Summer of Covid, part 2

During the last week of July, when Dan and I realized half the summer was over and we had not done anything notable, Dan suggested we go away for a few days. I agreed that we needed a getaway, and I was desperate to get over my current anxiety (Summer of Covid, part 1), so I was all for it. He booked a hotel for us to stay in Boston for a couple of nights and we were set to visit a museum and take a “Ghosts and Gravestones” walking tour. We were finally doing something!

But on the morning of our trip, Dan dejectedly told me that he was not feeling well enough to go (he was still experiencing symptoms of fatigue and muscle weakness from having Covid). It wasn’t until then that I realized just how much I had been looking forward to our excursion. As I packed my bags the night before our pending road trip, I envisioned us relaxing by the pool. Now, that vision was quickly slipping away. There would be no fun and interesting photos taken during any tour. And it saddened me to know that the summer dress I had packed  for a night out on the town would not be worn– nor would any other outfit for that matter. Dan knew I was disappointed, and with a pained expression in his eyes, he genuinely apologized. While I understood that he had no control over his symptoms, I was still heartbroken inside.

I think Dan was trying to keep a positive outlook when he said, “Thank goodness you’re a homebody.” Yes, I’ve always been more inclined to enjoy my time at home than attend any particular event but I didn’t see it that way when he said it. I felt that statement was completely irrelevant and that it negated my excitement for a necessary getaway. I had been indoors for the first part of the summer, overcoming a most surprising case of social anxiety. I was finally ready to experience the fresh, warm air, feel the hot sun on my skin and enjoy a different setting with my husband. So no, it wasn’t a good thing that I was a homebody. 

I quickly felt an urgency to leave the apartment.  I didn’t want to be home thinking about the trip that didn’t happen; that was just too depressing. Not only was I too upset to just stay home, I suddenly felt claustrophobic, trapped in a space I didn’t know I was starting to resent. Being in the darkened apartment all summer was causing a restlessness inside me, bringing me down with lethargy and a desire to do nothing all day but sit in front of the TV or play mind-numbing games on my cell phone. I was angry for not having pushed myself out of the slump that defined my overall summer disposition. I had no idea what it was actually doing to me until I was faced with the reality and the understanding that I needed to get out.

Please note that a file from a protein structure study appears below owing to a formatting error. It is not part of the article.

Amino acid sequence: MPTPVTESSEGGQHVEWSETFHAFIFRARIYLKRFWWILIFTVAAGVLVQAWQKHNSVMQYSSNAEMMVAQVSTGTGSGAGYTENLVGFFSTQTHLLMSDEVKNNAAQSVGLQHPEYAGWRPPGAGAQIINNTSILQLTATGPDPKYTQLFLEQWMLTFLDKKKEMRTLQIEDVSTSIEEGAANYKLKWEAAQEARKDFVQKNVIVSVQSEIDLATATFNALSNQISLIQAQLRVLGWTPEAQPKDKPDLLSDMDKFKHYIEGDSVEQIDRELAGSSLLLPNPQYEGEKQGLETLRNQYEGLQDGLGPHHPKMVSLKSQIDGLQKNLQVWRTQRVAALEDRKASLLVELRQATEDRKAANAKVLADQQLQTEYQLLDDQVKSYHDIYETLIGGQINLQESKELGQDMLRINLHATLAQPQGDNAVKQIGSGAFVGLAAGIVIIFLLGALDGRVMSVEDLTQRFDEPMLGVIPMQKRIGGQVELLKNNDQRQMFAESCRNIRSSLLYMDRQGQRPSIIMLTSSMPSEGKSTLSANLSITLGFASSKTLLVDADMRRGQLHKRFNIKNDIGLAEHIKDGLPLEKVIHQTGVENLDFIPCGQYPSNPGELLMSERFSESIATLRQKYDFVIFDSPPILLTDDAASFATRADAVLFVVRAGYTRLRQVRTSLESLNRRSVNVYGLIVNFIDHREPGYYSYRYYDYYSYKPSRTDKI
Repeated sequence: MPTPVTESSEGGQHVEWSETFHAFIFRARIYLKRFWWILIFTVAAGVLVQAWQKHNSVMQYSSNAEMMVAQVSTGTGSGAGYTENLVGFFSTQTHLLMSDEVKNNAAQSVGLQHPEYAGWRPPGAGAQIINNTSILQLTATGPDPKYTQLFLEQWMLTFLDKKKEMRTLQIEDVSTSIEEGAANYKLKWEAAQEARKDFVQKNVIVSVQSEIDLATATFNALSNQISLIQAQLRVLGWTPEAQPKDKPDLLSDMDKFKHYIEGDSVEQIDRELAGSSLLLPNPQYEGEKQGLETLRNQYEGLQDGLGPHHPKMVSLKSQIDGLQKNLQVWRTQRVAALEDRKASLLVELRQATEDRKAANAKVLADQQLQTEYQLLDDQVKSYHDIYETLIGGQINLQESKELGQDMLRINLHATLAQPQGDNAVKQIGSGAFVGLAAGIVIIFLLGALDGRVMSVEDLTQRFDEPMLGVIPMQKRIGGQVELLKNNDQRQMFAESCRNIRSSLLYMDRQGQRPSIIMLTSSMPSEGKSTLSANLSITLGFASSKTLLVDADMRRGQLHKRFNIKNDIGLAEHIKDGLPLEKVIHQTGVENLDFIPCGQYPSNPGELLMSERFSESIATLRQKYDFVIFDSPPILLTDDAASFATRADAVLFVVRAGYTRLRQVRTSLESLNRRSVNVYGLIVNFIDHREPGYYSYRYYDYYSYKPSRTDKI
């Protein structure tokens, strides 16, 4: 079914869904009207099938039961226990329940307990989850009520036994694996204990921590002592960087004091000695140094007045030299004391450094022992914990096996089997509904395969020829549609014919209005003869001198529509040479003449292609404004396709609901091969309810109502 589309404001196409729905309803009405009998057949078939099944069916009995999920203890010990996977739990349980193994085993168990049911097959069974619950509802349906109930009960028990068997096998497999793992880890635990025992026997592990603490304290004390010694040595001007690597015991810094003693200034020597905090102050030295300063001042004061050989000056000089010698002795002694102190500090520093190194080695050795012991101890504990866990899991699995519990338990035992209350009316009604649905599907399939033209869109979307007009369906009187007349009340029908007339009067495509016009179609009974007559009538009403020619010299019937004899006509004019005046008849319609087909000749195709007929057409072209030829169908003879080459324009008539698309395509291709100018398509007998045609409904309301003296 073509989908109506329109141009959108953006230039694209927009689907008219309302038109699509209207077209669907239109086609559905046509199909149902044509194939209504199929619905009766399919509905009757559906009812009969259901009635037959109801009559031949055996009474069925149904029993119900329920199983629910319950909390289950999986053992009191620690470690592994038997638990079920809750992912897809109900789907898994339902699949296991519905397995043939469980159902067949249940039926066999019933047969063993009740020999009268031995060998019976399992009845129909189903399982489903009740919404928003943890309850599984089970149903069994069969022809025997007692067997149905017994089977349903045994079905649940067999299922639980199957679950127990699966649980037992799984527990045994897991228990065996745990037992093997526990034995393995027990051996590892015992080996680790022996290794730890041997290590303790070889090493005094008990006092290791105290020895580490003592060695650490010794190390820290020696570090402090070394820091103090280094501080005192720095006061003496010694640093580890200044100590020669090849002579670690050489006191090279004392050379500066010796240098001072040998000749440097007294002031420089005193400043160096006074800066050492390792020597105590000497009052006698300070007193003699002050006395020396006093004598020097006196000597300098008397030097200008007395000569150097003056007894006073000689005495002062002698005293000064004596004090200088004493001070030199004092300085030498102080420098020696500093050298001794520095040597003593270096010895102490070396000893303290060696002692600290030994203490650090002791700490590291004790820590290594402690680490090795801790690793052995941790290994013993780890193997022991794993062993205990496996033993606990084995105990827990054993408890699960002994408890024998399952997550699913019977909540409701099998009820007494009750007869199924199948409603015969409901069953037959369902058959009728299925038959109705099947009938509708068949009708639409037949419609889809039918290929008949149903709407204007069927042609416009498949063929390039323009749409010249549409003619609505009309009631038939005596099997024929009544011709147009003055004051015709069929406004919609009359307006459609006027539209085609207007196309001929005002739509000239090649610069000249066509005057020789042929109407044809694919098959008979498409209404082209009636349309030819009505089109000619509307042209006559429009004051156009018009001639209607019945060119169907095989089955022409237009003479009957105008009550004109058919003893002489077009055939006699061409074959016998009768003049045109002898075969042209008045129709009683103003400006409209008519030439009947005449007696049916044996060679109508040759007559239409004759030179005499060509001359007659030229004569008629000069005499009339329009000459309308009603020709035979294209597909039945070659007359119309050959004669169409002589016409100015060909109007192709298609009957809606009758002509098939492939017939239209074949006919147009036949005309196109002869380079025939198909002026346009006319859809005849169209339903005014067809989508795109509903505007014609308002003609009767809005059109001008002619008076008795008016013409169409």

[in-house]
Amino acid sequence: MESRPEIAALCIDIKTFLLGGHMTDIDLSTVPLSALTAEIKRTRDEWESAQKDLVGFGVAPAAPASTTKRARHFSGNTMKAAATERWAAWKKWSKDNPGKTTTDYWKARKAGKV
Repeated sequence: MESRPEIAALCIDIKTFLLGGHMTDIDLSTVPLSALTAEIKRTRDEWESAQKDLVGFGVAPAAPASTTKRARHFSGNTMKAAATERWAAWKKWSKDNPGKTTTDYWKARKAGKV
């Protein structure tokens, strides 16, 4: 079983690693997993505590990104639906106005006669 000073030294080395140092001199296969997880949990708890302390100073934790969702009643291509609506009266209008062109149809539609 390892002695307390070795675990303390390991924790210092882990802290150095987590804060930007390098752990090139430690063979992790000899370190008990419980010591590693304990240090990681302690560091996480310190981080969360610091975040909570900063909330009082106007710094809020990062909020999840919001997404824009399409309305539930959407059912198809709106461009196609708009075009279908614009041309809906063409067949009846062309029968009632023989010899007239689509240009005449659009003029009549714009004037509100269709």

In an effort to make it up to me, Dan did take me out that evening to a local restaurant where we enjoyed our meals outdoors. It was so lovely to be outside beyond my neighborhood and it reaffirmed my feeling ready to be among people again. I believe it also helped Dan conquer his symptoms of fatigue– if only for a little while until his symptoms would hit him again.

Around the second week of August, Dan had a few days where he was feeling pretty good, so we decided to give it another shot. We drove down to Boston, and spent a couple of nights in a hotel downtown. The following week, we spent two days and one night at a beach club in Oakdale, LI, and spent a day and night out in the Hamptons. Between participating in a couple of amusing and engrossing walking tours, pleasant visits with friends, and relishing the appetizing meals at outdoor restaurants, we still found plenty of time to relax so that Dan would not feel too fatigued. 

Upon reflection, a thought came to mind. Only a few weeks before, I was feeling apprehensive about being in the same space with others after testing positive with the coronavirus, so my feelings of disappointment for not going away– and finally being able to enjoy myself once we did get away– were actually very good signs that my anxiety was over! We’ve since had picnics at the park and enjoyed a few  afternoons at Rockaway Beach. These were not major excursions, but they were so much better than staying indoors, watching the summer pass us by. Yes, I was truly grateful for the little that we had done together. 

Fun times at the park.

Published by Cathy Marie

Cathy has published her poetry with The National Library of Poetry, and has won awards for her short stories. She is currently working on a novel where she uses her own personal experience with depression to develop the inner conflict for her main character, a high-powered magazine executive who has trouble sustaining relationships due to family trauma and chronic depression.

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